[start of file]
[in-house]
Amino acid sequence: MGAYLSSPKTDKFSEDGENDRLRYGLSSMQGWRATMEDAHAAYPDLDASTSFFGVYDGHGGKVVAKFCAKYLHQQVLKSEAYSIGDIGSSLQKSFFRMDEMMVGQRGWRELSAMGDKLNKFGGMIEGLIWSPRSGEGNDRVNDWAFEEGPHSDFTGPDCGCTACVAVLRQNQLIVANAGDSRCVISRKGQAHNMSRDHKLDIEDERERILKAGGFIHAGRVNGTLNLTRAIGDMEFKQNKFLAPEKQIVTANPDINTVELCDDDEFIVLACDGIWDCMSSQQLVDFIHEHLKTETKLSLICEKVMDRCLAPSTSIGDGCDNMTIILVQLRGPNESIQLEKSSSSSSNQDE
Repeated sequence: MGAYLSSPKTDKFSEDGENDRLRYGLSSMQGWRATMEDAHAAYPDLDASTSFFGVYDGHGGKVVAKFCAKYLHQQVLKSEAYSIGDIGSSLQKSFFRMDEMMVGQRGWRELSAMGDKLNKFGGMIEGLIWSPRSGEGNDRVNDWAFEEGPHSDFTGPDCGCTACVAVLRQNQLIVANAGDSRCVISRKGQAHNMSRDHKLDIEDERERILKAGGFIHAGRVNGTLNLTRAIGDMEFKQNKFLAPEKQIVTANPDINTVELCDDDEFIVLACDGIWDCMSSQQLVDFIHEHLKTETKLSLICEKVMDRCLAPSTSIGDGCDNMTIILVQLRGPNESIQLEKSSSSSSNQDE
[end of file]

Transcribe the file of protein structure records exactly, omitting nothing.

[in-house]
Amino acid sequence: MGAYLSSPKTDKFSEDGENDRLRYGLSSMQGWRATMEDAHAAYPDLDASTSFFGVYDGHGGKVVAKFCAKYLHQQVLKSEAYSIGDIGSSLQKSFFRMDEMMVGQRGWRELSAMGDKLNKFGGMIEGLIWSPRSGEGNDRVNDWAFEEGPHSDFTGPDCGCTACVAVLRQNQLIVANAGDSRCVISRKGQAHNMSRDHKLDIEDERERILKAGGFIHAGRVNGTLNLTRAIGDMEFKQNKFLAPEKQIVTANPDINTVELCDDDEFIVLACDGIWDCMSSQQLVDFIHEHLKTETKLSLICEKVMDRCLAPSTSIGDGCDNMTIILVQLRGPNESIQLEKSSSSSSNQDE
Repeated sequence: MGAYLSSPKTDKFSEDGENDRLRYGLSSMQGWRATMEDAHAAYPDLDASTSFFGVYDGHGGKVVAKFCAKYLHQQVLKSEAYSIGDIGSSLQKSFFRMDEMMVGQRGWRELSAMGDKLNKFGGMIEGLIWSPRSGEGNDRVNDWAFEEGPHSDFTGPDCGCTACVAVLRQNQLIVANAGDSRCVISRKGQAHNMSRDHKLDIEDERERILKAGGFIHAGRVNGTLNLTRAIGDMEFKQNKFLAPEKQIVTANPDINTVELCDDDEFIVLACDGIWDCMSSQQLVDFIHEHLKTETKLSLICEKVMDRCLAPSTSIGDGCDNMTIILVQLRGPNESIQLEKSSSSSSNQDE